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Session Overview
RN19_07a_P: Subjectivity in Professional Work
Thursday, 31/Aug/2017:
4:00pm - 5:30pm

Session Chair: ARIANNA RADIN, University of Turin
Location: PC.5.28
PANTEION University of Social & Political Sciences 136 Syggrou Avenue 17671 Athens, Greece Building: C, Level: 5.

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Between misrecognitions and satisfactions: health social workers’ professional identity

Florin Lazar1, Alexandra Maria Ciocanel1, Georgiana-Cristina Rentea1, Daniela Gaba1, Anca Mihai1, Shari Munch2

1University of Bucharest, Romania; 2School of Social Work, Rutgers, The State University of New Jersey

As biopsychosocial professionals, health social workers occupy a niche in a professional ecology in which the patient is located between medicine, psychotherapy and social work. Despite the aim of interprofessional communication and collaboration, tensions can arise between professionals based on professional status and differing perspectives of patients’ problems among disciplines. In this way, relationships with members of the interdisciplinary health care team and the patient-social worker relationship play a role in the construction of health social workers’ professional identity. Based on a thematic analysis of 18 semi-structured qualitative interviews with participants in a broader mixed-methods research project regarding the social work workforce in Romania, this paper explores the lived experience of being a health social worker in Romanian medical hospitals and NGO health settings. Four major themes were identified: (i) relationships with patients; (ii) relationships with medical personnel; (iii) relationships with public institutions; (iv) documentation work. These themes represent different dimensions of health social workers’ professional identities revealing the challenges and satisfactions that contribute to shaping their workplace subjectivities. Although collaborations between professionals can run smoothly, tensions arose when health social workers’ professional role is misrecognized by medical personnel and by beneficiaries (i.e., patients), or when organizational barriers set limits to fulfilling social workers’ goals. Consequently, the findings provide important insights into how health social workers in this study constructed their professional identities when working in collaboration with health care settings and public institutions not always supportive of their work.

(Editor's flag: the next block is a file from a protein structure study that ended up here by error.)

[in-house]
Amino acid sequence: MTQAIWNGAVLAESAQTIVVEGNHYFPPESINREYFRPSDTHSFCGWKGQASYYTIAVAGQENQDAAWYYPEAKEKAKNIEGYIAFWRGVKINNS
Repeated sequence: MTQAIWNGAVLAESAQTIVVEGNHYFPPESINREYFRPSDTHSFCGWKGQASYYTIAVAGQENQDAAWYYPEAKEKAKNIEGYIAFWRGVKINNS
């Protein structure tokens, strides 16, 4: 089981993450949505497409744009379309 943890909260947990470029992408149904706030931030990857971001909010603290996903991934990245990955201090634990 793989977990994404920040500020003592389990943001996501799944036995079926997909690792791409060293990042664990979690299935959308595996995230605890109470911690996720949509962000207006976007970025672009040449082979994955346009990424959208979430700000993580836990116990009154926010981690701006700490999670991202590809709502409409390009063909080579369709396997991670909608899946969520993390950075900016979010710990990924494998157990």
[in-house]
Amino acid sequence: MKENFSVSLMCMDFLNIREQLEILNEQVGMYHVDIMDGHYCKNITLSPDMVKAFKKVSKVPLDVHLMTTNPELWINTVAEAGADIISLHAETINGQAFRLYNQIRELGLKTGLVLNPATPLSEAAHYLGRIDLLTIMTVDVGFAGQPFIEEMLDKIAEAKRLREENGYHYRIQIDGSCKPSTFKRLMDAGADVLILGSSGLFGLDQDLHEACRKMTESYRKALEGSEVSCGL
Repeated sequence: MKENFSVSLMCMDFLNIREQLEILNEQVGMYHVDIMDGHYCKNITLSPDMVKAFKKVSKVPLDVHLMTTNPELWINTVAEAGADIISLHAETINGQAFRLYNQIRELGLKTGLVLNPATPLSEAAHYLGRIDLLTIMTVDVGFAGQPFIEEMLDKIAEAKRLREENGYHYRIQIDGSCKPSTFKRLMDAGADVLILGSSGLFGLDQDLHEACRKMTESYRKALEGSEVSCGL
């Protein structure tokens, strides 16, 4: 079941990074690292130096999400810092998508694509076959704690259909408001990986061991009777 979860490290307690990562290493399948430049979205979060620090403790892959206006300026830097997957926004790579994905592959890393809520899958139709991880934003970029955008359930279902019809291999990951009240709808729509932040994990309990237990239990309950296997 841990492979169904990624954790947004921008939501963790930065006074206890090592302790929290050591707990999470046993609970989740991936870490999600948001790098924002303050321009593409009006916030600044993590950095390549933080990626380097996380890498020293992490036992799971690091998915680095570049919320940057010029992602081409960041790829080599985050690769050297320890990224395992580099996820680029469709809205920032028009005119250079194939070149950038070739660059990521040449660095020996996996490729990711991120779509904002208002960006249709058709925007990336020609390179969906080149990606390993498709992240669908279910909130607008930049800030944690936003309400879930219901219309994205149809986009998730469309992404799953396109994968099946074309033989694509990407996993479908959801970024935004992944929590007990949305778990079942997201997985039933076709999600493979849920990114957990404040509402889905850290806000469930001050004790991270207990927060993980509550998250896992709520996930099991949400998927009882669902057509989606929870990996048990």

Professionalism as a constraining or supporting aspect in amateur arts: the case of Song and Dance Celebration

Agnese Hermane, Agnese Treimane

Latvian Academy of Culture, Latvia

The Nationwide Song and Dance Celebration (NSDC) is the largest amateur-arts event in Latvia that takes place every five years since 1873 and focuses on choral and dance group performances. NSDC is included in the Representative List of the Intangible Cultural Heritage of Humanity and also is protected by a specific Law, which states that this Celebration is aimed to be both with high participation and high artistic quality. The first depends very much on the leaders of the artistic groups, who can be defined as pro-ams (professional amateurs). The latter is provided by chief-leaders, who are high class professionals, and also authorities in Latvian music and culture. Both are paid by government for this job. But the majority of participants are amateurs.

The ability of different collectives and strategies of their leaders varies greatly. This minimizes the solidarity and causes tension – professionals wish to raise the artistic quality while most of the amateurs care more about such aspects as emotional fulfilment and social interaction. This causes a gap between amateurs and professionals. At the same time in many cases it is very hard to draw the line between both.

Thus the main focus of this study is professionalism in amateur-arts movement. The quantitative and qualitative data has been collected to analyse the opinions of chief-leaders and amateur art group leaders. The data presents result of several years’ work in the framework of the state research program “Sustainability of Latvian Cultural Traditions in an Innovative Environment (HABITUS)”.